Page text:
This was one of our most bittersweet locations. Here we had one of our best days, and one of our worst. Unsurprisingly, the ‘one of our worst’ took place the day after the two 20-hour bus journeys…!
The bad and the ugly
So we arrived at 7am, bleary eyed from the epic bus journey, and too many Spanish dubbed films (Liar Liar being a particularly hilarious dubbed version.. Jim Carrey has never seemed more crazed and inane!) and too many clingfilm-wrapped meals.
It was clear as we travelled on the bus that we were entering a different kind of place – Patagonia is known for its expansive nothingness, and as the colourful towns of mid-Argentina dropped away, the view became bleak as the sky and ground became the same colour, all sandy and neutral. But on arrival, the town seemed nice enough – a pretty little seaside town in Peninsula Valdes, an area of Patagonia famed for its wildlife filled East Coast, and barren shrublands. We checked into the hostel and walked along the beach, and saw a cute little school trip of kids skating and cycling along the beach front. Already felt a lot more ‘real’ than Puerto Iguazu! We went back to the hostel to check into our room, only to find we’d been given a twin room with bunkbeds (yaaaay!)… so not the ‘twin beds pushed together’ eventuality we’d hoped for. But still, we remained positive. We asked about tours, turned out tours were about $560AR tour + $160AR park entry (about 60 quid) per person! Inexplicably, way more than Iguazu Falls. We subsequently found that restaurants in town were also way spenny. Way spennier than BA even (which, as the capital, you wouldn’t expect!)… But STILL, we remained positive.
Then, DISASTER struck!! We went to sit on the beach and decide which tour we’d like to go for, and had just settled on the beach when I managed to drop my camera into the sand, lens open. I completely lost my shit. It did an excruciating part-close accompanied by a horrible crunching sound. I started crying and threatening to book a plane ticket home (obviously a totally reasonable reaction..!), and the next few hours were a ruthless combination of us trying to fix the camera, work out options of buying a new camera, and generally still have a chilled day before a tour the following day! The details of how we managed it are on another article in this blog, but long story cut short, Sam managed to fix the camera using a business card, piece of paper and a toothbrush!
Feeling totally drained (and now completely sunburnt due to the drama taking place on the beach!) we decided to cook some gnocchi at the hostel then hit the hay.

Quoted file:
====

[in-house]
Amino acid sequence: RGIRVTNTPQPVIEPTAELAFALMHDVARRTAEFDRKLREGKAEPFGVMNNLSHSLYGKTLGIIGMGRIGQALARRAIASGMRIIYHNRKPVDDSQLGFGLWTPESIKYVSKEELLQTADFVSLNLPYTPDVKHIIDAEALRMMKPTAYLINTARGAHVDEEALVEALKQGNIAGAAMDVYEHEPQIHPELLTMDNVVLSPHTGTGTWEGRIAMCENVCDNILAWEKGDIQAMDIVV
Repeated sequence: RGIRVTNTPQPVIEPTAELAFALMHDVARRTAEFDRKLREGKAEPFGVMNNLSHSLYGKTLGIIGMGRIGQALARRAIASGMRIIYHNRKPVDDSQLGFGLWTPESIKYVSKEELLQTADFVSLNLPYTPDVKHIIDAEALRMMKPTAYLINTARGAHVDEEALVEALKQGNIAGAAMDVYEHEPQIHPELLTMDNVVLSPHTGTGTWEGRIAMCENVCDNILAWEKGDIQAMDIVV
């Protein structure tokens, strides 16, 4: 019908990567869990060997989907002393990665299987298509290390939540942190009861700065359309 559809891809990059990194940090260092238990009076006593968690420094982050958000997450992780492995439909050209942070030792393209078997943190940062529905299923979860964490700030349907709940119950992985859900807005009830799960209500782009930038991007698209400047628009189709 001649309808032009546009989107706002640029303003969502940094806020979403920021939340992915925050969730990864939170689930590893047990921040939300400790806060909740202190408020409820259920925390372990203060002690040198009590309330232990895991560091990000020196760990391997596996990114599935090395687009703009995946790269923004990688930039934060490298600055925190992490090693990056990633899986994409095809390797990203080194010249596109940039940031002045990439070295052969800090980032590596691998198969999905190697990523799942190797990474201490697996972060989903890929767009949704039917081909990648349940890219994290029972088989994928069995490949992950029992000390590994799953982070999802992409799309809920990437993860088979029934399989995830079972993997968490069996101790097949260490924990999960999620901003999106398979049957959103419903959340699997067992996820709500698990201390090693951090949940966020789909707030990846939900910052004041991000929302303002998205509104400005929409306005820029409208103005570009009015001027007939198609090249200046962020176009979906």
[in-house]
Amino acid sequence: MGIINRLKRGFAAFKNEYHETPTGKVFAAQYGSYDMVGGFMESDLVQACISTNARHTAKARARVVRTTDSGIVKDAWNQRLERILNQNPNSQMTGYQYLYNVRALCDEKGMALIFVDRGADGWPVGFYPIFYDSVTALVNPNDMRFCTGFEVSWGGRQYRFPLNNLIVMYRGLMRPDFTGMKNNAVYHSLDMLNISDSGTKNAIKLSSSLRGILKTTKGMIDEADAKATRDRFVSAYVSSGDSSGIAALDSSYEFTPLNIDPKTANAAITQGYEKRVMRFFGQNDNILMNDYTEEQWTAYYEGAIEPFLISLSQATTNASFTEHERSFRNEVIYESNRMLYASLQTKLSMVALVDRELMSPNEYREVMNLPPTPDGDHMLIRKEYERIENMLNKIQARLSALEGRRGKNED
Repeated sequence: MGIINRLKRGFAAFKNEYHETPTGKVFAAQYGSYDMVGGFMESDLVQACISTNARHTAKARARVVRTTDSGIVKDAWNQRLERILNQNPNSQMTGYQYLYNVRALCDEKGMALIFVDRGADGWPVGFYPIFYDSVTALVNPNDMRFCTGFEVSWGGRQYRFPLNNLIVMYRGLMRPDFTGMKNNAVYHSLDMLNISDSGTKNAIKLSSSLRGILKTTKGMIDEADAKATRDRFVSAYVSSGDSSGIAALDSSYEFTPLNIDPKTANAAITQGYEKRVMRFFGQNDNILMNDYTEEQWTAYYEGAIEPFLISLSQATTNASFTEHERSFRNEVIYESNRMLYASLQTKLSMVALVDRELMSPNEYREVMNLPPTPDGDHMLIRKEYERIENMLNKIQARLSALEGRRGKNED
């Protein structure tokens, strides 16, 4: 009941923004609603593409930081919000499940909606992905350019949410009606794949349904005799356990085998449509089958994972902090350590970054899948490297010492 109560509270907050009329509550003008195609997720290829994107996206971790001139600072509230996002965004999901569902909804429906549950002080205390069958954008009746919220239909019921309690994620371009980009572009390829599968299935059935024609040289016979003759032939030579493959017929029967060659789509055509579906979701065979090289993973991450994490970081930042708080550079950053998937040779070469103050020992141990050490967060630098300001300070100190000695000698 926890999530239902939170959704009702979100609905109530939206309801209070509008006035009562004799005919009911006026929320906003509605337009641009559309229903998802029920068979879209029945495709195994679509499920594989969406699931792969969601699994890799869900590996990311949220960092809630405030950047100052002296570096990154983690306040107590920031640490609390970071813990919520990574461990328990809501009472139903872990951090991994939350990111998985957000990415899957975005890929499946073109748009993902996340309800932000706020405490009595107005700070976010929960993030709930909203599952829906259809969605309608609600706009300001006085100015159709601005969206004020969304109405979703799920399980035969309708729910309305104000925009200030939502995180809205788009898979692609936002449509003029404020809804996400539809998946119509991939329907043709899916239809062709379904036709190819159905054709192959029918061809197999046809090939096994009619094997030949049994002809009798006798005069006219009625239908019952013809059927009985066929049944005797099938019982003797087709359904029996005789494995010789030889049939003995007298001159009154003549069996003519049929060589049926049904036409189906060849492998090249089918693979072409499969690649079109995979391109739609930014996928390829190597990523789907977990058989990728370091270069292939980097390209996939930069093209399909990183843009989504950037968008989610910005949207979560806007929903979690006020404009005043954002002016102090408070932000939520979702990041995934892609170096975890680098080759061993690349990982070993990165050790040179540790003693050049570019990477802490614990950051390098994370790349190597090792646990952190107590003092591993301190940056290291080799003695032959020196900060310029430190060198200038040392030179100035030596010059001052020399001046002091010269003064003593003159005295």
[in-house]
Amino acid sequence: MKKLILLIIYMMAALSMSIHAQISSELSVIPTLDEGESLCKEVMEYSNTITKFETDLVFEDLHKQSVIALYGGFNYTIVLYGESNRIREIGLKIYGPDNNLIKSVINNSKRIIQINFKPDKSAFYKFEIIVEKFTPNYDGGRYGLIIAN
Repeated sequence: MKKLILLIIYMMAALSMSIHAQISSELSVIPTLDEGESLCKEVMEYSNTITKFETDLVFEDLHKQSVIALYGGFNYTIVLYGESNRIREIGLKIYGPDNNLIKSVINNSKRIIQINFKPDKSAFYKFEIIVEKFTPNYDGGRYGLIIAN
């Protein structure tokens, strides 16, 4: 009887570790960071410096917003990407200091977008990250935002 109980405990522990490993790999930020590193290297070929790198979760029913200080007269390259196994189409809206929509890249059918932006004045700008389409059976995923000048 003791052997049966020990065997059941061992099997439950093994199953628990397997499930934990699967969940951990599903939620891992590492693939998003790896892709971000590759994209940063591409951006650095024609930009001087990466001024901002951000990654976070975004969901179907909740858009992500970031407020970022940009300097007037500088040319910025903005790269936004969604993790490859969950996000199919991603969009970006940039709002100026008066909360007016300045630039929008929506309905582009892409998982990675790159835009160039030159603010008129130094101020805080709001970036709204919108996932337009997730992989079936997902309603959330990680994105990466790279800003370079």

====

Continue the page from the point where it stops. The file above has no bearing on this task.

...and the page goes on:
The tour itself was absolutely fantastic, and one of our best days so far. We opted for the Punta Tombo tour, which is a close-up visit to the largest colony of penguins outside of Antarctica. (The alternative was a more distanced tour around Peninsula Valdes park to see the mad looking elephant seals and a few penguinos, but not as many)
They’re called Magellanic penguins – a species that settled here a while ago and decided to stay, so the family who own the land built a national park around them. They come there to breed, then live between here and Brazil. We were there in breeding season, so optimum number of penguins and optimum cuteness levels!
The great thing about the park is that you can get right up next to the penguins – there’s a pathway that cuts through the park, and you’re surrounded by millions of penguins as far as the eye can see, and they waddle across the path the whole time and are right next to you!
We saw tiny chicks, adolescents, oldies, all hanging out on the soil, swimming in the sea (seeing them dive in and out of the sea has to be top 10 cutest things of all time), and doing cool stuff like ‘sneezing’ which is actually getting salt out of their eyes, and waterproofing their coats using a substance from their tails! Genius.
We learned loads of cool facts from our brilliant young 21 year old (!) guide – like penguins have white tummies so they look like the sky to predators below them, and black backs so they look like the sea to predators above! It was really nice being on a tour and having the commentary, finding out about the area… Peninsula Valdes is so unpopulated the Argentine government used the town of Puerto Madryn as an experiment, as the first town to receive mains gas, because, as our guide put it ‘if it blew up, no-one would notice!’ BLEAK.
On the way back, we visited a bizarre Welsh-founded town called Gaiman where people went for a spenny afternoon tea, but we went for a sit by the river instead, and for a walk around the strange toy-town surroundings. Apparently people there still speak Welsh! Not sure how much of it is just a tourist trap though…
The “Welsh town” of Gaiman
In the evening, we treated ourselves to a meal out (we were suffering steak withdrawal) and found our best steak yet! But it was coupled with the worst sausage I have ever eaten, so swings and roundabouts huh? Think the waitress thought us Brits would just want a gristly piece of grossness instead of the chorizo we were craving! Ah well, can’t win ’em all. Also the meal was super expensivo compared to BA which gave me the backpacker guilts (especially given the cost of the tour!)
We couldn’t work out a direct way to get to our next location, so we decided to wing it with a bus halfway, and hope for the best when we got there… Onwards and upwards!